Boulder, Colorado. March 17, 2014. Ball Aerospace & Technologies Corp. has applied power to the Joint Polar Satellite System (JPSS-1) spacecraft bus for the first time, a significant milestone for achieving on-time delivery to the National Oceanic and Atmospheric Administration (NOAA) for a planned early 2017 launch.
Power-on is the first time that the spacecraft bus is operated as a system with the core Electrical Power & Distribution System (EPDS) and the integrated components of the Command & Data Handling (C&DH) subsystem. Power will be cycled on/off continuously over the next nine months of spacecraft integration and testing.
“We have now demonstrated that the core avionics are successfully integrated and in good health,” said Cary Ludtke, vice president and general manager for Ball’s Operational Space business unit. “Following installation and testing of satellite components and subsystems this year we’ll be ready for instrument integration at the satellite level beginning in November 2014.”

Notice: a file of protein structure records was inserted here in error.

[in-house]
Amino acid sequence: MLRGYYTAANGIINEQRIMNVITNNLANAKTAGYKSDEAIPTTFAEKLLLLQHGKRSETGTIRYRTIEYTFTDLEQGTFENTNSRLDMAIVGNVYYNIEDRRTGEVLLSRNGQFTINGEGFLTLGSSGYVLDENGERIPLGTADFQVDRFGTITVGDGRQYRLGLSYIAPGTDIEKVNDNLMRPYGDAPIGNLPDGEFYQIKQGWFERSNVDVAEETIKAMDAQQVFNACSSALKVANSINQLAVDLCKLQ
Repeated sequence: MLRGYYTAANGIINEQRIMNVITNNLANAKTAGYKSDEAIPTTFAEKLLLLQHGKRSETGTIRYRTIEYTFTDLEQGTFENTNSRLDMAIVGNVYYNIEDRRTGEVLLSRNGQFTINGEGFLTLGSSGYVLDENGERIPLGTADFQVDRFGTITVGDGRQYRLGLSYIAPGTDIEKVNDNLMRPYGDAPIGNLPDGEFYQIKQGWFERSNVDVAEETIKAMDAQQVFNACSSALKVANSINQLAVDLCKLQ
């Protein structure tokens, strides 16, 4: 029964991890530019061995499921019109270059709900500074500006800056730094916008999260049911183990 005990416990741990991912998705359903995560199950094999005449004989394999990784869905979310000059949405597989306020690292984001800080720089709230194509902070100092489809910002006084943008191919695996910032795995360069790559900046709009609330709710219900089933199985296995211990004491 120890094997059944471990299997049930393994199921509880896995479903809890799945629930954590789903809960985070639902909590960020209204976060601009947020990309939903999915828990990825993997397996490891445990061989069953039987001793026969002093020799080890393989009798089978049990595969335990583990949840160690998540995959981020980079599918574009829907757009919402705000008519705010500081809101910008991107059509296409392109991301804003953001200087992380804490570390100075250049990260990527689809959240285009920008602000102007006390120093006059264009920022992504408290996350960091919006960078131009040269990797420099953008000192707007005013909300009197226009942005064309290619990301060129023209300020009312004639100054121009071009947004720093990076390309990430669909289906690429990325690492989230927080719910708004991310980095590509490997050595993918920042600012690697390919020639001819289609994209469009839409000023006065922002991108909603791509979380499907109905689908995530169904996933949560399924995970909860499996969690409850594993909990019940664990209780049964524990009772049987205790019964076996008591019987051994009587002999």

JPSS-1 is being built and integrated at the Ball Aerospace Fisher Integration Facility, Boulder, Colorado. The satellite is making steady progress toward a 2017 launch date, most recently completing a successful SpaceWire Inter-operability test. The test was a risk reduction activity to provide early verification of the network’s architecture design and implementation for high-speed communications data handling.
JPSS-1 measurements are key for weather observation and continuity of long-standing environmental records that are currently provided by the Suomi National Polar-orbiting Partnership satellite launched in 2011. JPSS-1 is the first operational version of the next generation of satellites to be managed by NOAA with NASA as the program’s procurement agency.
NOAA recently announced that all five instruments that will fly on the JPSS-1 satellite are now in the environmental testing phase, including the Ozone Mapping and Profiler Suite being built by Ball.
Source: Ball Aerospace Corp.